Hot weather and high gas prices in Texas and the Southeast are posing a renewed threat to gas storage in the US South Central region as strong spot gas demand fuels a steep drawdown from inventory.
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In July, population-weighted temperatures in Texas averaged a brow-raising 90s degrees Fahrenheit, or nearly 6 degrees above last summer's average for the month, data from Platts Analytics shows. In cities from Wichita, Kansas to Birmingham, Alabama, high temperatures last month topped 100 degrees on some days, with many locations experiencing unrelenting stretches of triple-digit heat.
Cooling demand across Texas and the Southeast has been on a tear as a result. Total demand for gas-fired power across the region averaged a record-high 21.1 Bcf/d last month, outpacing the prior three-year average by 2.2 Bcf/d, or nearly 12%. At locations east of Henry Hub, spot prices have rocketed to never-before-seen premiums, thanks mostly to maintenance and limited flow capacity into the region.
In July, prices at Transco Zone 3 and Transco Zone 4 averaged about $10/MMBtu, or more than a $3.50 premium to the benchmark. At Florida Gas Zone 3, cash prices averaged closer to $11 last month, with the location trending at a more than $4 basis premium to Henry Hub, Platts data shows.
Constraints on gas supply flowing into Louisiana, Mississippi and Alabama have prompted an asymmetric drawdown on South Central storage this summer, with salt domes along the eastern Gulf Coast seeing the largest cumulative pull, according to Platts Analytics.
In a recent analysis, salt inventories in the three states dipped to just 113 Bcf as of mid-July – dropping below the region's total average withdrawal volume of 114 Bcf over the past five winter seasons. The critical salt dome storage level in the eastern Gulf Coast now implies the need for a heftier restocking to inventory in September and October – prior to the upcoming heating season.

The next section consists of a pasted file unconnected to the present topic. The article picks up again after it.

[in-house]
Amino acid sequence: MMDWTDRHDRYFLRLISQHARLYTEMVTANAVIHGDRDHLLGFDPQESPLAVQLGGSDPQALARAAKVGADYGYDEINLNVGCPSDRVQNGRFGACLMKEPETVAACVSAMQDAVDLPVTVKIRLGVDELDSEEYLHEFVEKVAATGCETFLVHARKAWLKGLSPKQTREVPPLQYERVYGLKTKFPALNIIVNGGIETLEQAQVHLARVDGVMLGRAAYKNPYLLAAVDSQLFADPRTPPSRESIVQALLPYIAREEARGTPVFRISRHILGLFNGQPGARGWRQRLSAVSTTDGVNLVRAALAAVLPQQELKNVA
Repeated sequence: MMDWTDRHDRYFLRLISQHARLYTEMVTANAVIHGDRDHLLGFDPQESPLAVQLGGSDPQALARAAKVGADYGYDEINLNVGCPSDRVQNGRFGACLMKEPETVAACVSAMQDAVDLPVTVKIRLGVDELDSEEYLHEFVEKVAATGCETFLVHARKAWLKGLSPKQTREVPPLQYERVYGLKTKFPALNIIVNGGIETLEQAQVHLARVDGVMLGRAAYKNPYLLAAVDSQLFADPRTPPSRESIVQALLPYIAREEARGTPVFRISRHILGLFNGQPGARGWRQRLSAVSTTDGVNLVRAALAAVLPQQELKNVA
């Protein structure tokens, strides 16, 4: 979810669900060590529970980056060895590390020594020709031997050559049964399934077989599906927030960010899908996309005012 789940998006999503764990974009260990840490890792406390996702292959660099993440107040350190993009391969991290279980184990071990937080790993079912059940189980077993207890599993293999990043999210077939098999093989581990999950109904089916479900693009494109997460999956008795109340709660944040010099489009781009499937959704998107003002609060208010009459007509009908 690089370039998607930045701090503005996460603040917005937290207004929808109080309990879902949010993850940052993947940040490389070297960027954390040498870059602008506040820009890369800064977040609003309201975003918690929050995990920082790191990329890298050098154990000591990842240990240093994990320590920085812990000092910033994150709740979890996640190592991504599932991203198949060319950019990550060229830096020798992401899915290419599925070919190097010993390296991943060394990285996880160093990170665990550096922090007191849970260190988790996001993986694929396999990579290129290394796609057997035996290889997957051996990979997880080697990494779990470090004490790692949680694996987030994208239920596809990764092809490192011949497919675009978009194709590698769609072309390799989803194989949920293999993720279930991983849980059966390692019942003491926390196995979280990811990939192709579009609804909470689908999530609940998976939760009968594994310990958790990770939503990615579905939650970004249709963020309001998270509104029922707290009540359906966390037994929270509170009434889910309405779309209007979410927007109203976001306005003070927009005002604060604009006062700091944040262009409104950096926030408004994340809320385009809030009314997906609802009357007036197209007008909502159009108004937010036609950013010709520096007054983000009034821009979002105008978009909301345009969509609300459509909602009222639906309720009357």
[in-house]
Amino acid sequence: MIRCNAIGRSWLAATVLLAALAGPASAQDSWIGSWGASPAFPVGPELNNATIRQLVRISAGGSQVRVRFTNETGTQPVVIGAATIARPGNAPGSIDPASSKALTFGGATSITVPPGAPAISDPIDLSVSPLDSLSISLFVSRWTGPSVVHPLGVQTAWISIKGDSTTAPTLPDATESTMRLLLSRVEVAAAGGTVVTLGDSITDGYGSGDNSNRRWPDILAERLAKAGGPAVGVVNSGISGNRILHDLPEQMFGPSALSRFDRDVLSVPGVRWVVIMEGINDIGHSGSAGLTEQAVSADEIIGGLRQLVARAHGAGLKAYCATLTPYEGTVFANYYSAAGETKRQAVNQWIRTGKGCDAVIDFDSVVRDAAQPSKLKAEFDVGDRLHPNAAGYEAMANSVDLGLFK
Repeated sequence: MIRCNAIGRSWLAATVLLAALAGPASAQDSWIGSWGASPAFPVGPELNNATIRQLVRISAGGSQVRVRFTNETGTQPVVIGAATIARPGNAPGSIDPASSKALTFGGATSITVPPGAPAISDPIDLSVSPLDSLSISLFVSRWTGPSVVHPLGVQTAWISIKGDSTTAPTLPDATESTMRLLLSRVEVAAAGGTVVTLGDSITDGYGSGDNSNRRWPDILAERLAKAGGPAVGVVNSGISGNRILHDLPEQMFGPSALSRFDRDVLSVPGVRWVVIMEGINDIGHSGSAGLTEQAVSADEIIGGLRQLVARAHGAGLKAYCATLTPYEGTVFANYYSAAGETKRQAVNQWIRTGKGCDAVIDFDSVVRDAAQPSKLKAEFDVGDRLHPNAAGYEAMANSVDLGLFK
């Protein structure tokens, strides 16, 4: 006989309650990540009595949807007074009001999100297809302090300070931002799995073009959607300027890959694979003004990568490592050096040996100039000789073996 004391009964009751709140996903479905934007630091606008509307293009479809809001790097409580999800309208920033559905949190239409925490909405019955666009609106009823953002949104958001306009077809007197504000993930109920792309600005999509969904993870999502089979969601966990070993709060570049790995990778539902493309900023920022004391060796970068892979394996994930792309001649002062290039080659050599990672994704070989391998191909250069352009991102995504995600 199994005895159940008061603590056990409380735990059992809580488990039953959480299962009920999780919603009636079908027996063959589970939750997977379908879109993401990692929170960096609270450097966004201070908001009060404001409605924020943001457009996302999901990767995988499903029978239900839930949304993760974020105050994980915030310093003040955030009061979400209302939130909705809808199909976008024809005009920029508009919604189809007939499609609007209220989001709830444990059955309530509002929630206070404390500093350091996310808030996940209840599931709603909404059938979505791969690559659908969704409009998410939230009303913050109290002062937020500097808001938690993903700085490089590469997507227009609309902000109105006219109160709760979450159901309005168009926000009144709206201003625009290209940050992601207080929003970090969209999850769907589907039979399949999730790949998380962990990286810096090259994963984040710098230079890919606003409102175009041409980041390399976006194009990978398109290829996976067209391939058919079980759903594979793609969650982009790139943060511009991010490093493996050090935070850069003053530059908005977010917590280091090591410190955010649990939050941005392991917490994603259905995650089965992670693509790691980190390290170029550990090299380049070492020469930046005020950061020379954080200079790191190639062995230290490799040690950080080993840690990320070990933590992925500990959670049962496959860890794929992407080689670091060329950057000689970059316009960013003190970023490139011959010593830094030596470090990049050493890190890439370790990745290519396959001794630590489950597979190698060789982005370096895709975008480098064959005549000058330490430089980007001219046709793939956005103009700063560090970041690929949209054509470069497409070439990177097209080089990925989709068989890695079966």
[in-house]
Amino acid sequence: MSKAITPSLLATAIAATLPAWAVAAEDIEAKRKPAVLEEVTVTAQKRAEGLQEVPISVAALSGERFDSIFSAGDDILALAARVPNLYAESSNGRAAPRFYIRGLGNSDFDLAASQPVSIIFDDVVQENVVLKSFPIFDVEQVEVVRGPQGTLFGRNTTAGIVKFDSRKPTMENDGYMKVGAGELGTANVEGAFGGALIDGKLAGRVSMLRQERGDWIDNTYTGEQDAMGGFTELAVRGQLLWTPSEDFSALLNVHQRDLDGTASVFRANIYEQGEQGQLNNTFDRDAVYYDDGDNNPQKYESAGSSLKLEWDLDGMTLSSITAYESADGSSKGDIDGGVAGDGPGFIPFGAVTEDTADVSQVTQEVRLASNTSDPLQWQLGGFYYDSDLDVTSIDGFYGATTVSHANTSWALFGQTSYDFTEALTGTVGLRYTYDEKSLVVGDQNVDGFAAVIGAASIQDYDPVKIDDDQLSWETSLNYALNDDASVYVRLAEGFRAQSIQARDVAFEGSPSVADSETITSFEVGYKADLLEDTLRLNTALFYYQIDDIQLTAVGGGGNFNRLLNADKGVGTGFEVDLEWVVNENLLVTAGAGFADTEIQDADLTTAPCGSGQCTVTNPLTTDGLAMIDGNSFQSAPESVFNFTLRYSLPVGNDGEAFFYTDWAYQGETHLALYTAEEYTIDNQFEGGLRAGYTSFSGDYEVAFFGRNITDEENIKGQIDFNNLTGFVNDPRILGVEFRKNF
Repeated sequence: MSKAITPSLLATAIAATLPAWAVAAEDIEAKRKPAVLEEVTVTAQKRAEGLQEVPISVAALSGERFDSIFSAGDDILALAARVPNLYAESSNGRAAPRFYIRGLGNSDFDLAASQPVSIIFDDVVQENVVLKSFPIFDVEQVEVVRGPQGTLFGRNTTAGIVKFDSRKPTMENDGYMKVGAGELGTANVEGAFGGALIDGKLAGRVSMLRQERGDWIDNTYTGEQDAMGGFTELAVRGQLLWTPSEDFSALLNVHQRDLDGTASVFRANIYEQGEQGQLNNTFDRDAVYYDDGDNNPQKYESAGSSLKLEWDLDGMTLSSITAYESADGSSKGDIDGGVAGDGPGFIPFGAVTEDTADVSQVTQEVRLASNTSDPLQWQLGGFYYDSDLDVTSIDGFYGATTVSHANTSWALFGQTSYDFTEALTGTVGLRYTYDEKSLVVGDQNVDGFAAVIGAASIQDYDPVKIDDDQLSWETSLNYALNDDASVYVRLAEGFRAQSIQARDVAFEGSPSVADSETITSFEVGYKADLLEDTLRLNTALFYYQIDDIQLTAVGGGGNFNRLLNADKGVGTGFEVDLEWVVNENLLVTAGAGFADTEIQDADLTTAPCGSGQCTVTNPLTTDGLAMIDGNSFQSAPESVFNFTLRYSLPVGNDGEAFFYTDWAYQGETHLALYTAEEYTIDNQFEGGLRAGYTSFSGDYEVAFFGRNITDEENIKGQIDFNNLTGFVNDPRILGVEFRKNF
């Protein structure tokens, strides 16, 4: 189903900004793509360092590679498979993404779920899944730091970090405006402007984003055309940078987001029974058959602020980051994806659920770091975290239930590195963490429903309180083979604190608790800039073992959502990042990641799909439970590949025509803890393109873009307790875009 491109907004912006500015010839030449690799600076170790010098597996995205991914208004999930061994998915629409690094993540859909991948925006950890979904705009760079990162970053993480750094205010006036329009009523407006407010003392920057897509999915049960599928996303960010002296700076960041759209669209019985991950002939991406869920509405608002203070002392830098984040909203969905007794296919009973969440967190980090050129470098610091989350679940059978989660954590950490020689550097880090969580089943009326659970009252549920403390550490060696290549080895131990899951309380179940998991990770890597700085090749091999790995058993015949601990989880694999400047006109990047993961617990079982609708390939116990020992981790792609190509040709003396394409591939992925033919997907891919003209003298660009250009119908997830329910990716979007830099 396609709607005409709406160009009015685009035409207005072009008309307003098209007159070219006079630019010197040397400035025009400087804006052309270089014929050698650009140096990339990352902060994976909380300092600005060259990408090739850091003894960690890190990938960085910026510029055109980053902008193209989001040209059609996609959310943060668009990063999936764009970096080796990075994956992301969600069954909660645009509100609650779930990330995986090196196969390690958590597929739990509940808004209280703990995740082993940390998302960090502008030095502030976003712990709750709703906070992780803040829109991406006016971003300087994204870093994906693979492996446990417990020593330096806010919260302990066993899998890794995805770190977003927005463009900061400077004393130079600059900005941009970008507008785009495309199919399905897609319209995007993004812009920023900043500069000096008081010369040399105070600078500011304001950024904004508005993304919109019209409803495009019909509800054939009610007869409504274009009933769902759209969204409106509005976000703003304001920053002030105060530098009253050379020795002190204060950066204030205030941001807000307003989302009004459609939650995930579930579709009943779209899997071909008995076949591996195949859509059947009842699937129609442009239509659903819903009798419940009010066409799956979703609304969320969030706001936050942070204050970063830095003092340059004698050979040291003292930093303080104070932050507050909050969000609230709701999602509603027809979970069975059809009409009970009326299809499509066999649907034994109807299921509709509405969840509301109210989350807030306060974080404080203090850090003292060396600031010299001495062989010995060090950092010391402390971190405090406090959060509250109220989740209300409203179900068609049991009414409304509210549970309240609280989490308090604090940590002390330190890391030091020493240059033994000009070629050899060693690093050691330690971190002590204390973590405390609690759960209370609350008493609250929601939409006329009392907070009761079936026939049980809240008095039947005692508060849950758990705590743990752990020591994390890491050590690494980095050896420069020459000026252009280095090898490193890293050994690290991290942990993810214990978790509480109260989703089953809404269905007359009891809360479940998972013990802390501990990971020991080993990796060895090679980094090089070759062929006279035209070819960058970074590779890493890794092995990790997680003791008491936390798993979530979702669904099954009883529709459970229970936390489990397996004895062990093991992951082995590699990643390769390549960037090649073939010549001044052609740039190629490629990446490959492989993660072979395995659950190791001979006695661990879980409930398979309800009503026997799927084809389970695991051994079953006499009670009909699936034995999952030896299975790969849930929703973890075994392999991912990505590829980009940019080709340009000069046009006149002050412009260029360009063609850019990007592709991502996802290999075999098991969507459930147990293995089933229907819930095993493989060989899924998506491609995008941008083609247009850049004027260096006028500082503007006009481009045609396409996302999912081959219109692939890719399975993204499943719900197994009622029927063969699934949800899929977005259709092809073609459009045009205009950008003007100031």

Ove the remainder of summer, though, gas storage in Louisiana, Mississippi and Alabama could be further depleted. In early June, maintenance through Transco Station 60 in eastern Louisiana began limiting eastbound flows from the state by some 500 MMcf/d, with the work not scheduled to conclude until mid-September. Meanwhile, southbound flows from Appalachia this summer have been nearly maxed out on Transcontinental Gas Pipe Line, further limiting supply delivered into the three-state region.
For the week ended July 22, total gas storage in the South Central region is estimated at 862 Bcf – more than 150 Bcf below the prior five-year average and the steepest deficit since mid-March, EIA data shows.